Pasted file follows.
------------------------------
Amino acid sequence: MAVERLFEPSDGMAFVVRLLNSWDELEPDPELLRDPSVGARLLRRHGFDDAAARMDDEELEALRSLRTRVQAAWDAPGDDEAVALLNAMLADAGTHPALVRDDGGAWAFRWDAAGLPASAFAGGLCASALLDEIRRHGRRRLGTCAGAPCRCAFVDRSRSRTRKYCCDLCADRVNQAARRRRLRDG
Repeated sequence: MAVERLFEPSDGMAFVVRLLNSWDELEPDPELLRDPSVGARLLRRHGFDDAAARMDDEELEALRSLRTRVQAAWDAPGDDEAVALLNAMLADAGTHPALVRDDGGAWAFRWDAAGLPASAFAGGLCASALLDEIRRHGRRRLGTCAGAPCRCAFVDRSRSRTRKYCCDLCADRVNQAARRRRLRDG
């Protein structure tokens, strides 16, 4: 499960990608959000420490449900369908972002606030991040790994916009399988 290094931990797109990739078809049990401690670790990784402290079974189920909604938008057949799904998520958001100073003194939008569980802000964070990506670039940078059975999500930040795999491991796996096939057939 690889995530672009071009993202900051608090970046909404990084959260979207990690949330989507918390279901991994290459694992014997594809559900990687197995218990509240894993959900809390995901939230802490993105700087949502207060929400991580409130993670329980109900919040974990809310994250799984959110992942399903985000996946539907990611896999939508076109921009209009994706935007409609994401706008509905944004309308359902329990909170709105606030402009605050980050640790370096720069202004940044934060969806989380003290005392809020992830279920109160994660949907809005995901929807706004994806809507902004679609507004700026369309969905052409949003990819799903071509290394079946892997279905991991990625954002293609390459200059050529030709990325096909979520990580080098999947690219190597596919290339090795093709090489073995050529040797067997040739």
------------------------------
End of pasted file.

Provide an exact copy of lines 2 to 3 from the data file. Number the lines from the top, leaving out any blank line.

Repeated sequence: MAVERLFEPSDGMAFVVRLLNSWDELEPDPELLRDPSVGARLLRRHGFDDAAARMDDEELEALRSLRTRVQAAWDAPGDDEAVALLNAMLADAGTHPALVRDDGGAWAFRWDAAGLPASAFAGGLCASALLDEIRRHGRRRLGTCAGAPCRCAFVDRSRSRTRKYCCDLCADRVNQAARRRRLRDG
């Protein structure tokens, strides 16, 4: 499960990608959000420490449900369908972002606030991040790994916009399988 290094931990797109990739078809049990401690670790990784402290079974189920909604938008057949799904998520958001100073003194939008569980802000964070990506670039940078059975999500930040795999491991796996096939057939 690889995530672009071009993202900051608090970046909404990084959260979207990690949330989507918390279901991994290459694992014997594809559900990687197995218990509240894993959900809390995901939230802490993105700087949502207060929400991580409130993670329980109900919040974990809310994250799984959110992942399903985000996946539907990611896999939508076109921009209009994706935007409609994401706008509905944004309308359902329990909170709105606030402009605050980050640790370096720069202004940044934060969806989380003290005392809020992830279920109160994660949907809005995901929807706004994806809507902004679609507004700026369309969905052409949003990819799903071509290394079946892997279905991991990625954002293609390459200059050529030709990325096909979520990580080098999947690219190597596919290339090795093709090489073995050529040797067997040739």